Maybe you’ve seen the article on DigitalMusicNews.com about a technology that promises better quality LPs. According to the article, Rebeat has applied to European patents to protect a method that, “improves upon traditional lacquer cutting by laser inscribing masters using data optimized in 3D modeling software. It would allow the creation of records that play longer, louder, and offer higher fidelity than is achievable with current vinyl record production techniques”.
Their process doesn’t create “HD Vinyl LPs”…there is no such thing. It’s the same false promotion that the CEA, DEG, NARAS, and labels have been pushing for years now with high-resolution audio and music. Think of the new disc cutting process as you would about “blueprinting” an automobile engine. I can’t say I’ve ever done it but among car loving friends, it was a popular thing to do. The idea is to make sure that your engine precisely meets those technical specifications of the design. Basically, compare the physical measurements and tolerances to those specified by the original “blueprints” for the engine and tweak things until they match.
The “design” document for a vinyl LP specifies the thickness of the vinyl (180, 200 gram), the groove pitch, the groove dimensions, the lead-in, and lead out grooves and the maximum depth of a cut. The job of the disc-cutting engineer is to maximize fidelity while working within the limits of the technology. And the technology is quite old…coming from the 60s. Most disc cutting facilities are using old Neumann cutting lathes and struggle to keep up with the demand. The machinery is old, experienced operators are old, and the results are often compromised.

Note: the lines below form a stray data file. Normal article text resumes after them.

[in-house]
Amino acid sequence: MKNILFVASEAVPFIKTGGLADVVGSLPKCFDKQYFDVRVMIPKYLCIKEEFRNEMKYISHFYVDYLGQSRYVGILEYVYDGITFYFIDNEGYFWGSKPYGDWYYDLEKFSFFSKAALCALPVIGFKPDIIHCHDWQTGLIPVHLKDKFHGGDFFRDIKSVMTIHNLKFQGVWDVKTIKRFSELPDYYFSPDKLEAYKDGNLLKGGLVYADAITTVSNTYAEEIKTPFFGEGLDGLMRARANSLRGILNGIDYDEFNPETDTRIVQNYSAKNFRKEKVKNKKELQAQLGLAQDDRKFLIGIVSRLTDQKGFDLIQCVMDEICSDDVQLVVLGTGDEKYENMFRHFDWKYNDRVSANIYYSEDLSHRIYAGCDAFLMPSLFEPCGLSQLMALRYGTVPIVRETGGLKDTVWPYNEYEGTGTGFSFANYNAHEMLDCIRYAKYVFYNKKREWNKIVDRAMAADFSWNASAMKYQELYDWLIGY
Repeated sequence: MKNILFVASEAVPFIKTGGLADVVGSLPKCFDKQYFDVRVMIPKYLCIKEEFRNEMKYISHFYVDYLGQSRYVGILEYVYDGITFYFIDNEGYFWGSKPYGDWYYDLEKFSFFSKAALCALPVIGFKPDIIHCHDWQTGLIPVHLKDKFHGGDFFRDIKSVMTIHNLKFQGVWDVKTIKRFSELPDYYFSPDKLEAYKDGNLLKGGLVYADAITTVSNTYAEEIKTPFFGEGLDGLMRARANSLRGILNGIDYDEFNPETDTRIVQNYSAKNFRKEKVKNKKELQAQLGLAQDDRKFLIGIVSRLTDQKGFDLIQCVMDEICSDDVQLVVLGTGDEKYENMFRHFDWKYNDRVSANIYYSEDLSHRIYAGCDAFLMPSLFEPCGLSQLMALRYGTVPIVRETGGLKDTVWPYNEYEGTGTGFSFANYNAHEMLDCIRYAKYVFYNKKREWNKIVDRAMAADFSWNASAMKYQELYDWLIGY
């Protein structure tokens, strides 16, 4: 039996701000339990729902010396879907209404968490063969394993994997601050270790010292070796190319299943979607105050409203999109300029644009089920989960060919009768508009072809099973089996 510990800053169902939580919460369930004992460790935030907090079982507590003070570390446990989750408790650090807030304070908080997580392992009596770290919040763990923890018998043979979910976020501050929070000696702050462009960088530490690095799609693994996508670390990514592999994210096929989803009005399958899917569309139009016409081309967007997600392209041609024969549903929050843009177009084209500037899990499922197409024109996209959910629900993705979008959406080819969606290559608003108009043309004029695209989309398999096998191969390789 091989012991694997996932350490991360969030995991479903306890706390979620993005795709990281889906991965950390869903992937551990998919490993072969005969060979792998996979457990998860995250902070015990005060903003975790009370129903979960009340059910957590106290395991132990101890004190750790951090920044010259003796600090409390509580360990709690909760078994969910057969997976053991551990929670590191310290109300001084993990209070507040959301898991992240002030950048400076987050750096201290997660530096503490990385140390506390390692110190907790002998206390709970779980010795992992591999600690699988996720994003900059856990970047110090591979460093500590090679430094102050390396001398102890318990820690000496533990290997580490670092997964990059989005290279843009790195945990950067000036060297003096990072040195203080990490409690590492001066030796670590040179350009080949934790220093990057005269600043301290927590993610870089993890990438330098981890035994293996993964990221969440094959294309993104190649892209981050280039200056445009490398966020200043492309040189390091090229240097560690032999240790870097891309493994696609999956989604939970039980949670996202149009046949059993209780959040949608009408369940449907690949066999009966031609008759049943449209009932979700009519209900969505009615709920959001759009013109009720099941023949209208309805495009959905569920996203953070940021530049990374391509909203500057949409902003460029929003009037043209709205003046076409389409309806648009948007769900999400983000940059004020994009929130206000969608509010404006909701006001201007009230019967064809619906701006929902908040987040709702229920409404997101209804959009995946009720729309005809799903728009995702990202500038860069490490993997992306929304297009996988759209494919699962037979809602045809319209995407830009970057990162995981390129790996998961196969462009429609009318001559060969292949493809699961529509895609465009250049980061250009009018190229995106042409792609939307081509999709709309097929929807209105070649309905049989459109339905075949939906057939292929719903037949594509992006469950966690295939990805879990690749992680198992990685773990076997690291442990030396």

There are two commonly used disc-cutting methods in use:
• Using a classic disc lathe to cut an “analog” of the audio waveform into the surface of a master lacquer disc. The engineer adjusts the parameters of the machine to avoid problems such as over cutting or groove deformation. The lacquer master is then plated with metal and additional “mothers” and “daughters” are generated to use in the stamping machines.
• Another method, called Direct Metal Mastering, cuts the grooves directly in a metal blank made of copper. This method is generally considered “higher fidelity”.
ReBeat Digital GmbH decided that they could develop a method that would refine the process, improve accuracy, and speed up the process. Instead of “cutting” a groove they “burn” them using, “pulsed high-energy Femto-laser” from a computer 3D topographic data file. According to company CEO Guenter Loibl, “we ‘master’ the topographical data”.
The results could be very impressive—better quality (because of less errors and highly optimized grooves), less expense, and faster turnaround.
But, the new vinyl LPs will not be High-Definition! And the name is very misleading. I wrote to Guenter Loibl about my concerns and the confusion that would undoubtedly result. He replied:
I totally agree, HD-vinyl is not the perfect term and so far it is the working title. HD-Vinyl has the advantage that everyone immediately understands what it is. But yes, we are looking for a different term for marketing.
Regarding audio-quality: We are considering allowing the logo only for real HD/HR recordings. I agree that most of the vintage recordings will hardly match the frequency-range, not even when ‘re-vitalizing’ the audio-signal with analogue ‘magic-gear’.
It would be great to stay in touch and any input from your side is very welcome, since we want to create a real improvement of a very trendy media.
A very fair and reasoned response. I think ReBeat is on to something. We’ll just have to wait and see how this technology progresses.